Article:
Important Survey About the US Civil Space Program NASA, NOAA, FAA and Commerical

 

Rationale and Goals of the U.S. Civil Space Program

 

A Joint Space Studies Board and Aeronautics and Space Engineering Board Study

Please provide input by January 30, 2009!

The committee invites you share your views with the study committee by responding to the questionnaire below. Questions that you might consider when framing your input to the committee:

  • What should be the rationale and goals for the civil space program? 
  • How can the civil space program address key national issues?   For the purposes of this study, the U.S. civil space program encompasses activities from NASA, NOAA, FAA, and the commercial space sector.
  • PLEASE LIMIT YOUR INPUT TO 600 WORDS.

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    2 Responses to Important Survey About the US Civil Space Program NASA, NOAA, FAA and Commerical

    1. Econo-Girl says:

      The rationale and the goals for the civil space program should be towards creating things that are useful to the people who are paying for it.

      Solar power would be one key national issue.

    2. Arthur Smith says:

      Here are the comments I submitted:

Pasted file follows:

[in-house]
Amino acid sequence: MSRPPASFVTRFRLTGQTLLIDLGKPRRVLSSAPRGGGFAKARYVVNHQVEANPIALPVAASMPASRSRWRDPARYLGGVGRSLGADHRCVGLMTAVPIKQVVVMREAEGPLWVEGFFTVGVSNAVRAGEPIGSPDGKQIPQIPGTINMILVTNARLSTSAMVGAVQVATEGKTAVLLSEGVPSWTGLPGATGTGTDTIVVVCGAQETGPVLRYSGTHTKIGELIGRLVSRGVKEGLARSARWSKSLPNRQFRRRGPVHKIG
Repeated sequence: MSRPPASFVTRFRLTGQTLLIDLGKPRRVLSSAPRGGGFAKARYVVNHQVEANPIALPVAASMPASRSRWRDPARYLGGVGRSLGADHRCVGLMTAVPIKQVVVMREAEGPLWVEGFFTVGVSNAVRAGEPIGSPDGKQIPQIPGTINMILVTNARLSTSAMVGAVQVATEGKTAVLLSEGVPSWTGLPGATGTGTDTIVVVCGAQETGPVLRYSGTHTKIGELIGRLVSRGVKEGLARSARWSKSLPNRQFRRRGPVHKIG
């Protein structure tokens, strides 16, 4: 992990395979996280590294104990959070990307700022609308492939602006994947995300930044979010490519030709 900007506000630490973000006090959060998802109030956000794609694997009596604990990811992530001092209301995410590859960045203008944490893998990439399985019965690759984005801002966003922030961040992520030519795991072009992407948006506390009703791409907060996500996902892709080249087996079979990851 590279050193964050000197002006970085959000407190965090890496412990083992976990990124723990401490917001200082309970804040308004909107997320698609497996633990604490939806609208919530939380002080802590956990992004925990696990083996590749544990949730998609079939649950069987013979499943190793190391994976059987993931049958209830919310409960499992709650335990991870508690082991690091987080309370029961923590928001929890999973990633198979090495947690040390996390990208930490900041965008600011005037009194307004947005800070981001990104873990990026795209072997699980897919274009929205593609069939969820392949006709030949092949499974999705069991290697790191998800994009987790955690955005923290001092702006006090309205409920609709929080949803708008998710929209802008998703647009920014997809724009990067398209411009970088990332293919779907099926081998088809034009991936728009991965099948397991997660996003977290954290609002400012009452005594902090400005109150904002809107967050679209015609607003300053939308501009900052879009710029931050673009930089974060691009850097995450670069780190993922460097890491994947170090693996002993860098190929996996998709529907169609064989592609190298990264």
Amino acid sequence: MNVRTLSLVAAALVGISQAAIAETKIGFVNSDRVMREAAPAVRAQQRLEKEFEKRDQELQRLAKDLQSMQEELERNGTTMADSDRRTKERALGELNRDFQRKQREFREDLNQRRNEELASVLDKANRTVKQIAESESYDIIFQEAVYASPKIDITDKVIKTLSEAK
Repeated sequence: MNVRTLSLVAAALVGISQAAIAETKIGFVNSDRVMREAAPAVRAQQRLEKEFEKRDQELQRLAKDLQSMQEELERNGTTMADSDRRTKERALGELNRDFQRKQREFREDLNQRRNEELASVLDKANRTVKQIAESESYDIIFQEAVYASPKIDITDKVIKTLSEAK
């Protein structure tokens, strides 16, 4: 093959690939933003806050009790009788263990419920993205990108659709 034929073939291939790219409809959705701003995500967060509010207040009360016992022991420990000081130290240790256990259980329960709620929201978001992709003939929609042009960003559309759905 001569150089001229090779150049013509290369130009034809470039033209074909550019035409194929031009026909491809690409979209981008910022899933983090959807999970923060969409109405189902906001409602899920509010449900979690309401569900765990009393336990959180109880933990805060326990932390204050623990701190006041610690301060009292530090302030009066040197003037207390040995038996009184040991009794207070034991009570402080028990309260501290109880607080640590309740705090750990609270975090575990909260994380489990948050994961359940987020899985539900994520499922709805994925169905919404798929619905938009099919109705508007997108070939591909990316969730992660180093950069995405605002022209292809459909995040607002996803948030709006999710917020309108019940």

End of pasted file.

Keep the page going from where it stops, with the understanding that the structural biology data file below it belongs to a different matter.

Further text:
To some degree “civil space program” makes no more sense than “civil land program”, “civil air program”, or “civil ocean program”, and there is no overarching rationale for its long-term existence as something distinct and separate from the nation’s general economic and other activities. Much of “civil space” – communications and remote-sensing activities in the main – is already largely integrated with the general economy and rarely considered by the general public as something markedly separate. That said, there will always be some sort of boundary between “near space” and “deep space” where normal economic activity fades off and only rare and extraordinary government-sponsored activity makes any sense. The goal of the commercial space sector should of course be to make money in a normal economic fashion within that “near space” arena. The goals of government civil space agencies should be (1) to clearly identify “deep space” projects worthy of funding and to pursue them, (2) to identify and fund technology areas that will help expand the boundaries of “near space”, and help broaden national and international normal economic activities within the near space arena, and (3) to, at a reasonable level, identify and fund worthy “infrastructure” projects within the economic “near space” arena that help to facilitate economic and other activities, whether in space or on Earth. It might make most sense to split these 3 distinct goals among three separate departments or agencies.

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